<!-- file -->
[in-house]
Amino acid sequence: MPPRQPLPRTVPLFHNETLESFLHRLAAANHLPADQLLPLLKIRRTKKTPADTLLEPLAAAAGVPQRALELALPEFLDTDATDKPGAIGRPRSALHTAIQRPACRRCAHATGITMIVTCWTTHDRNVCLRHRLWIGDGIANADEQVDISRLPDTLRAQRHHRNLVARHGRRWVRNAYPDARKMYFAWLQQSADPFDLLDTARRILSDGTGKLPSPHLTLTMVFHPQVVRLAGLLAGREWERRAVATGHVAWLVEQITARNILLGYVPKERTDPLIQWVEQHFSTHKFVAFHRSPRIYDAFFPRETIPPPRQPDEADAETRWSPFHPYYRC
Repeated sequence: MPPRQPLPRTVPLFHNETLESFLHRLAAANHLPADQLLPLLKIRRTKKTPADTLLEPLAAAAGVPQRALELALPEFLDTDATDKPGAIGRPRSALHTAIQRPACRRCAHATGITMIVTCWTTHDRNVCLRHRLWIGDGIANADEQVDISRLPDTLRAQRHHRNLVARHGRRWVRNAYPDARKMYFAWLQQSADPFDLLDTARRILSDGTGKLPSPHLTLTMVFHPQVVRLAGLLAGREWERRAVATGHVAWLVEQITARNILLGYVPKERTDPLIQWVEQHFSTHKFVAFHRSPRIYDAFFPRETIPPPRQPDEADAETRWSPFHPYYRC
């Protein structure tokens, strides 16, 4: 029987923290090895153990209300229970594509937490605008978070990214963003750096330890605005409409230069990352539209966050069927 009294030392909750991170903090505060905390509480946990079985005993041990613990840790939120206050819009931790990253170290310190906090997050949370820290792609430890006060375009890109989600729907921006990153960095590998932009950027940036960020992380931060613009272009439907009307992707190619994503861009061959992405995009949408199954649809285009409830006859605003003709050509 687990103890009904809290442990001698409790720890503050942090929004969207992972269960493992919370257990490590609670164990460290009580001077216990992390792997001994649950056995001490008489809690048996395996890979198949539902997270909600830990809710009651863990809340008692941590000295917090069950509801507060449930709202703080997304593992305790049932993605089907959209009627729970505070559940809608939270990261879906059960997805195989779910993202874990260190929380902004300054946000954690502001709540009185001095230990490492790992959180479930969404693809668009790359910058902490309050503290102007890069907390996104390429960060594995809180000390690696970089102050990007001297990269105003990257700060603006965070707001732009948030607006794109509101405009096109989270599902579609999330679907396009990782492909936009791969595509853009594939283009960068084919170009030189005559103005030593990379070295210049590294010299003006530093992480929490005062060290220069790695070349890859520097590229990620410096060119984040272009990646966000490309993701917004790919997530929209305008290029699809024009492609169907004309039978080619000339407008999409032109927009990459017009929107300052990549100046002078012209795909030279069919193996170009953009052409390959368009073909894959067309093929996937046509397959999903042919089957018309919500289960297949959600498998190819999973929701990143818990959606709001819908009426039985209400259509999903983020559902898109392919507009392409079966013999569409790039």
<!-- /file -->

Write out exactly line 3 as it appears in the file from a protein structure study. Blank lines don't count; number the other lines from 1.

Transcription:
Repeated sequence: MPPRQPLPRTVPLFHNETLESFLHRLAAANHLPADQLLPLLKIRRTKKTPADTLLEPLAAAAGVPQRALELALPEFLDTDATDKPGAIGRPRSALHTAIQRPACRRCAHATGITMIVTCWTTHDRNVCLRHRLWIGDGIANADEQVDISRLPDTLRAQRHHRNLVARHGRRWVRNAYPDARKMYFAWLQQSADPFDLLDTARRILSDGTGKLPSPHLTLTMVFHPQVVRLAGLLAGREWERRAVATGHVAWLVEQITARNILLGYVPKERTDPLIQWVEQHFSTHKFVAFHRSPRIYDAFFPRETIPPPRQPDEADAETRWSPFHPYYRC